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Bible conspiracy theories

Bible conspiracy theories refer to any theories that state that much (or all) of what we know about the Bible is a deception created to suppress some secret, anicent truth. See the general article on conspiracy theory for more information.

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1 References

The Jews never lived in Israel theory

The Palestinian Authority, and some other Arab governments and universities, teach that Jews never lived in Israel. They teach that all archaeological proof to the contrary is part of an international western anti-Arab conspiracy. In this view, the Bible's claims are deliberate fictions, and the ancient Jews actually came from Yemen, on the Arabian peninsula. This is a mainstream Arab view, taught in many schools across the Middle East.

This view has garnered support among many Muslims because it is in accord with traditional Muslim beliefs. According to Islam, the leaders of both Judaism and Christianity deliberately altered the true word of God, and thus led all of their believers down a false path. In the Quran, Mohammed charges the Jewish people with "falsehood" (Sura 3:71), distortion (4:46), and of being "corrupters of Scripture." This belief was developed further in medieval Islamic polemics, and is a mainstream part of both Sunii and Shiite Islami today. This is known as the doctrine of tahrifi-lafzi, "the corruption of the text".


"Jerusalem is not a Jewish city, despite the biblical myth implanted in some minds...There is no tangible evidence of Jewish existence from the so-called 'Temple Mount Era'...The location of the Temple Mount is in question...it might be in Jericho or somewhere else." (Walid M. Awad, Director of Foreign Publications for the PLO's Palestine Ministry of Information, interviewed by the IMRA news agency, Dec.25, 1996.)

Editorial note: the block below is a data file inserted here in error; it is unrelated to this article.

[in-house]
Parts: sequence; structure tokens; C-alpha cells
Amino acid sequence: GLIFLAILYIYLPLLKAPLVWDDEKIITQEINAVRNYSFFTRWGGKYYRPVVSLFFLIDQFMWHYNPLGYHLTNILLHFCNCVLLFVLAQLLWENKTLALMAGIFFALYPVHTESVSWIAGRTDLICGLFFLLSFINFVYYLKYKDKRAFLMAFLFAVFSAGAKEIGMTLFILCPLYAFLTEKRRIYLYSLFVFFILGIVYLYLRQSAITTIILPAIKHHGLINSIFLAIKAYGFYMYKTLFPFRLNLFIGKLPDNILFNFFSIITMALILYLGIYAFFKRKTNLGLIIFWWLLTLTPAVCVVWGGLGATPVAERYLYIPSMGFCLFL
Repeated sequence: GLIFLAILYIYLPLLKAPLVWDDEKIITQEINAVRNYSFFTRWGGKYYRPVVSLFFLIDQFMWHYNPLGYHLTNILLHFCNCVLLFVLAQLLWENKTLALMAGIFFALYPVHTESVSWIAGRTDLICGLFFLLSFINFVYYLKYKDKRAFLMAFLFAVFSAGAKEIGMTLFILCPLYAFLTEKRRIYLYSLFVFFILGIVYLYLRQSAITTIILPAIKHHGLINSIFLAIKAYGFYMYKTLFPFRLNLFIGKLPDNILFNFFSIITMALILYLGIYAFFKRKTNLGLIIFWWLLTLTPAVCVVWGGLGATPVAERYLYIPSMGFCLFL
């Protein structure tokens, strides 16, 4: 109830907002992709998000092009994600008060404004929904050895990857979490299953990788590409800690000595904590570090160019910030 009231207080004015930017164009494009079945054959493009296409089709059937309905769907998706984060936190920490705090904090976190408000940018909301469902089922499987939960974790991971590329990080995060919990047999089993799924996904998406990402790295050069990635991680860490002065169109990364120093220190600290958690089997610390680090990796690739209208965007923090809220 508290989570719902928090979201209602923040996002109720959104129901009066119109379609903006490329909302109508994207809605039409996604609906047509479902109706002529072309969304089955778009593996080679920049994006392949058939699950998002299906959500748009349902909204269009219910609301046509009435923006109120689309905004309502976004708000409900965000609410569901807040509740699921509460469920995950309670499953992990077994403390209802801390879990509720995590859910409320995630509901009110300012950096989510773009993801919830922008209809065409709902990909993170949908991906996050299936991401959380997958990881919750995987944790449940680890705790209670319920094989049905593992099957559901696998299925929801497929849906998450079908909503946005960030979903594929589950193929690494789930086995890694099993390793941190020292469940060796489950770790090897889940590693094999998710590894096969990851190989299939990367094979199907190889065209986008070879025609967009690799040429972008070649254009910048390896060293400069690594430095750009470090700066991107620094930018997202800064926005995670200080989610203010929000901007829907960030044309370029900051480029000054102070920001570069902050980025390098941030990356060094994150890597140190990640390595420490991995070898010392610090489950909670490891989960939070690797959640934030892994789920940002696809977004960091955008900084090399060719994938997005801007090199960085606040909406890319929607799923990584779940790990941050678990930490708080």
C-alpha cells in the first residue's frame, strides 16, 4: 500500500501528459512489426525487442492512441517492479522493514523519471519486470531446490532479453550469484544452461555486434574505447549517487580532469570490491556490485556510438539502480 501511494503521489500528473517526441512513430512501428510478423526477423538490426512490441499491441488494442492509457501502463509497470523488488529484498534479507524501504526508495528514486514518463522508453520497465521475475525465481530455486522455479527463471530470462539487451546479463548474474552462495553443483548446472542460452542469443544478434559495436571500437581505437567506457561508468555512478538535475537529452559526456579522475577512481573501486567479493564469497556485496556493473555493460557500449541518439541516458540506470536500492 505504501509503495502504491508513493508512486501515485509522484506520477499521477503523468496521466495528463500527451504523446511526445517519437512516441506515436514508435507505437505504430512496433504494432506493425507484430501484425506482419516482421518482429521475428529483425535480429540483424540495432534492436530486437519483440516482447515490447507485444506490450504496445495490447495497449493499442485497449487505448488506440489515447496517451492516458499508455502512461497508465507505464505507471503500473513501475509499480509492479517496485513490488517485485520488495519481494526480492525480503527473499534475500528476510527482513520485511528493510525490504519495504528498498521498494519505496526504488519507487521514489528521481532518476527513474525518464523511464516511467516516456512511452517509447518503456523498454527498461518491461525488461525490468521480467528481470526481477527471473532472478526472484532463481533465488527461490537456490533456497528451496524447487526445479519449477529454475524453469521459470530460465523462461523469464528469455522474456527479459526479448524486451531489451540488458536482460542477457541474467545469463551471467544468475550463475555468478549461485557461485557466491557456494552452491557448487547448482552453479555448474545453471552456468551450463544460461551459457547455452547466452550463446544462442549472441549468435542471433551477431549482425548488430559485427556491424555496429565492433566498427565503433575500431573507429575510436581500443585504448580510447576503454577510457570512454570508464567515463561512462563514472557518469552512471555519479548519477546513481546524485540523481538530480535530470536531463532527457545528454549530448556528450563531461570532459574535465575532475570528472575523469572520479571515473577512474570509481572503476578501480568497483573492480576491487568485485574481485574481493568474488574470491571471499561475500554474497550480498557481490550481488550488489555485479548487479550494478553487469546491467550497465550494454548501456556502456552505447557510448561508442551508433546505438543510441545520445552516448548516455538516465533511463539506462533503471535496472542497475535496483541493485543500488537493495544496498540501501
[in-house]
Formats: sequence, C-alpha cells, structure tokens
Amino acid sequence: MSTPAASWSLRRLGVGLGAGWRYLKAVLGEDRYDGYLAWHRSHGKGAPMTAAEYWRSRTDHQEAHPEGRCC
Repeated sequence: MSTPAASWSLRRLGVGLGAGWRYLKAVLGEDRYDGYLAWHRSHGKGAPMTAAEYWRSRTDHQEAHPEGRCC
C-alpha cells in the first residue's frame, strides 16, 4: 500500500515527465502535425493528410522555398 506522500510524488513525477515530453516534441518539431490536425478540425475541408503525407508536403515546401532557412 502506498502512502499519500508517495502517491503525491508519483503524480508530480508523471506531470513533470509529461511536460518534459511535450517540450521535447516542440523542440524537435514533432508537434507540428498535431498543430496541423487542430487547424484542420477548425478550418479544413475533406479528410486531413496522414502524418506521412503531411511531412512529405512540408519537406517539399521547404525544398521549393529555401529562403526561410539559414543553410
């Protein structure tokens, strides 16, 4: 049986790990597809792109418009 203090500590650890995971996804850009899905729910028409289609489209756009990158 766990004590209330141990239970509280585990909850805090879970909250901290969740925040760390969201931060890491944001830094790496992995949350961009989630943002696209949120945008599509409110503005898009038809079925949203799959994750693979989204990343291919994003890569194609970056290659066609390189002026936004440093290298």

A Palestinian tv show broadcast on PLO Television in June 1997 featured Palestinian Arab historian Jarid al-Kidwa. He claimed that "all the events surrounding Kings Saul, David and Rehoboam occurred in Yemen, and no Hebrew remnants were found in Israel, for a very simple reason--because they were never here." Al-Kidwa said: "Most of the Khazars (a Turkish tribe that converted to Judaism in medieval times) are the Ashkenazic Jews who arrived in Palestine. As Allah is my witness, in my blood flows more of the Children of Israel and the ancient Hebrews than in the blood of Ariel Sharon and Benjamin Netanyahu."

According to the Israeli daily Ha'aretz (July 6, 1997), al- Kidwa said: "The stories of the Torah and the Bible did not take place in the Land of Israel--they occurred in the Arabian peninsula, primarily in Yemen. The identity of our father Ibrahim [Abraham] who is mentioned in the Koran is clear. From the Koran's description of him it arises that he lived in the southern Hejaz [Saudi arabia], near Mecca."